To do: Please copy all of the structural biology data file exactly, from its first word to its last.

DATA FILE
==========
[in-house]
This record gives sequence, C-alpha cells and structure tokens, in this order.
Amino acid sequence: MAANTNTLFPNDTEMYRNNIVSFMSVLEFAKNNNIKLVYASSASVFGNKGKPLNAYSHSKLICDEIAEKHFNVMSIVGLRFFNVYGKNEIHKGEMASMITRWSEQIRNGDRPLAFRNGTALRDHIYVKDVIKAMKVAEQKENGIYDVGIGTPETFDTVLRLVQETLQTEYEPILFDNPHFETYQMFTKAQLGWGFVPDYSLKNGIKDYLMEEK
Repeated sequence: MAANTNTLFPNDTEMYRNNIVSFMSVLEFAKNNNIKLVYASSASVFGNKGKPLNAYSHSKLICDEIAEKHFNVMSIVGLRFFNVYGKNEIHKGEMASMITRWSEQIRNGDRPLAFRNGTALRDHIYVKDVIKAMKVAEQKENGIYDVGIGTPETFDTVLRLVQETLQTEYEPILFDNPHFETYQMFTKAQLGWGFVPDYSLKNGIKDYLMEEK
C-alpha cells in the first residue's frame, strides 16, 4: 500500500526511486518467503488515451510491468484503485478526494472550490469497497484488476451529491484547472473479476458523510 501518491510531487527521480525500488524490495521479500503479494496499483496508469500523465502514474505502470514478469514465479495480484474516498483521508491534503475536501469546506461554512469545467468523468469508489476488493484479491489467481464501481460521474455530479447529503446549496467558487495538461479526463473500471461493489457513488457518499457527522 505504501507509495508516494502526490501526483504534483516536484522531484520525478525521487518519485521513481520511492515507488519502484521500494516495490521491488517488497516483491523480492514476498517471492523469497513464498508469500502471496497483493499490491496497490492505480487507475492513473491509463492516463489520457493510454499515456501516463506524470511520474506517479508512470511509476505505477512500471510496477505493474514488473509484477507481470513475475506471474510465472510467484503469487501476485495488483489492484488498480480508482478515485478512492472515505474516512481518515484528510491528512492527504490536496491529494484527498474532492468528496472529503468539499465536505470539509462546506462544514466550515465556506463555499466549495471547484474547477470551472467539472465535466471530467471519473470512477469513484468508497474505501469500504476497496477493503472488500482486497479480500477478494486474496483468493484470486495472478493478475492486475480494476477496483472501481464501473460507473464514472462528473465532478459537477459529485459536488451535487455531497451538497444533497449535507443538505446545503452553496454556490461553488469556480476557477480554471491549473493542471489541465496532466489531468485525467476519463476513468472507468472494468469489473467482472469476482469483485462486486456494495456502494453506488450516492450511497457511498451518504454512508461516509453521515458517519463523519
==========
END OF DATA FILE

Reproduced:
[in-house]
This record gives sequence, C-alpha cells and structure tokens, in this order.
Amino acid sequence: MAANTNTLFPNDTEMYRNNIVSFMSVLEFAKNNNIKLVYASSASVFGNKGKPLNAYSHSKLICDEIAEKHFNVMSIVGLRFFNVYGKNEIHKGEMASMITRWSEQIRNGDRPLAFRNGTALRDHIYVKDVIKAMKVAEQKENGIYDVGIGTPETFDTVLRLVQETLQTEYEPILFDNPHFETYQMFTKAQLGWGFVPDYSLKNGIKDYLMEEK
Repeated sequence: MAANTNTLFPNDTEMYRNNIVSFMSVLEFAKNNNIKLVYASSASVFGNKGKPLNAYSHSKLICDEIAEKHFNVMSIVGLRFFNVYGKNEIHKGEMASMITRWSEQIRNGDRPLAFRNGTALRDHIYVKDVIKAMKVAEQKENGIYDVGIGTPETFDTVLRLVQETLQTEYEPILFDNPHFETYQMFTKAQLGWGFVPDYSLKNGIKDYLMEEK
C-alpha cells in the first residue's frame, strides 16, 4: 500500500526511486518467503488515451510491468484503485478526494472550490469497497484488476451529491484547472473479476458523510 501518491510531487527521480525500488524490495521479500503479494496499483496508469500523465502514474505502470514478469514465479495480484474516498483521508491534503475536501469546506461554512469545467468523468469508489476488493484479491489467481464501481460521474455530479447529503446549496467558487495538461479526463473500471461493489457513488457518499457527522 505504501507509495508516494502526490501526483504534483516536484522531484520525478525521487518519485521513481520511492515507488519502484521500494516495490521491488517488497516483491523480492514476498517471492523469497513464498508469500502471496497483493499490491496497490492505480487507475492513473491509463492516463489520457493510454499515456501516463506524470511520474506517479508512470511509476505505477512500471510496477505493474514488473509484477507481470513475475506471474510465472510467484503469487501476485495488483489492484488498480480508482478515485478512492472515505474516512481518515484528510491528512492527504490536496491529494484527498474532492468528496472529503468539499465536505470539509462546506462544514466550515465556506463555499466549495471547484474547477470551472467539472465535466471530467471519473470512477469513484468508497474505501469500504476497496477493503472488500482486497479480500477478494486474496483468493484470486495472478493478475492486475480494476477496483472501481464501473460507473464514472462528473465532478459537477459529485459536488451535487455531497451538497444533497449535507443538505446545503452553496454556490461553488469556480476557477480554471491549473493542471489541465496532466489531468485525467476519463476513468472507468472494468469489473467482472469476482469483485462486486456494495456502494453506488450516492450511497457511498451518504454512508461516509453521515458517519463523519